FA Cup seller lists his museum goals
The man who sold the oldest FA Cup trophy for £420,000 starts work on Monday as the Manchester Jewish Museum CEO.
In a short but colourful career, Max Dunbar, 32, has been a photographic curator for the National Portrait Gallery, ran the World Rugby Museum at Twickenham and administered an Everton Football Club memorabilia collection. And at London auctioneer Christie's, he handled the sale of the 1871 silver FA Cup - the world's most expensive piece of sports memorabilia when sold in 2005.
Now the non-Jew is turning his attention to the cash-strapped museum in Cheetham Hill.
"It's difficult for all museums in the heritiage sector but it's a challenge I'm looking forward to embracing," he said.
"Drawing on my sports experience, sport appeals to many people and new audiences and is certainly one way we could possibly attract new audiences to the Jewish Museum."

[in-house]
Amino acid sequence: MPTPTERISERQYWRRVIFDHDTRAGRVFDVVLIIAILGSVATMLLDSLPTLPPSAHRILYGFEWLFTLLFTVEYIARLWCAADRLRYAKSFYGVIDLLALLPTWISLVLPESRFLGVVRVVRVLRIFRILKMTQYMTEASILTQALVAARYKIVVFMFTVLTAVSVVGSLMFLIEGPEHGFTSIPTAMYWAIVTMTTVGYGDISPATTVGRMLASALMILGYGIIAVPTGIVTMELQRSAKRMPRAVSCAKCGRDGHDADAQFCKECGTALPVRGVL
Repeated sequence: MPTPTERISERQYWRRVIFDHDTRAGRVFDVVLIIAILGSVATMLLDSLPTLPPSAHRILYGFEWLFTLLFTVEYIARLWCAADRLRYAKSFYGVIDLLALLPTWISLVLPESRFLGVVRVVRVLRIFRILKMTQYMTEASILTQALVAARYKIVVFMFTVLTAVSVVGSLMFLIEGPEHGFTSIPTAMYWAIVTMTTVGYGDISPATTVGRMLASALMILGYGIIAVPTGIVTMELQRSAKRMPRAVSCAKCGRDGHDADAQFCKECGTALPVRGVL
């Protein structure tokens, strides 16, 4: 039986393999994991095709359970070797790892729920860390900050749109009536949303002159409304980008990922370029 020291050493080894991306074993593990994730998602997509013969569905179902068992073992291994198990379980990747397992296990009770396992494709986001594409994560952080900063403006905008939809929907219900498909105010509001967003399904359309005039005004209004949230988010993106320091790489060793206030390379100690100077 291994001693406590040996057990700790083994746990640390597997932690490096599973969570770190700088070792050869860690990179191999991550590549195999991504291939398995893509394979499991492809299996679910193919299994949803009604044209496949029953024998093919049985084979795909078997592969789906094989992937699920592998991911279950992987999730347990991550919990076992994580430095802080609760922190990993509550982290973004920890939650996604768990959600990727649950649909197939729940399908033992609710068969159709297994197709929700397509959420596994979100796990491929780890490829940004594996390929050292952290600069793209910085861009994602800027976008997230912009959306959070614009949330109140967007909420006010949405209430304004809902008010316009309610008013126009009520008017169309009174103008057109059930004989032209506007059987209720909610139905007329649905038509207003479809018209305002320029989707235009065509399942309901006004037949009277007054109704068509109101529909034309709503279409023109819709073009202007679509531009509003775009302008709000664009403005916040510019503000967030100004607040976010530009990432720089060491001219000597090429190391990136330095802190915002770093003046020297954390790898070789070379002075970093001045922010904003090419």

It might partner with the National Football Museum opening in Manchester later this year. "Sports will be big with London 2012 and could certainly come into play for the Jewish community's history.
"My interest has always been the social history of sports, or anything else. The same applies to the impact the Jewish community has had in Manchester and the role it plays in Manchester life. The content of the Jewish Museum's collections are of huge interest. It's about bringing it into the 21st century."
His plans include expanding the museum's website into a learning resource and revamping its displays.
Trustees' chair Anne Milan said Mr Dunbar was found through a long search to fill the vacancy left by the death of Stuart Hilton last June. "It's still difficult times for the museum. But it's not as desperate as it was. We still got a small grant from Manchester City Council this year but we rely heavily on donations.The public appeal Stuart started has saved the museum, which is a real tribute to him."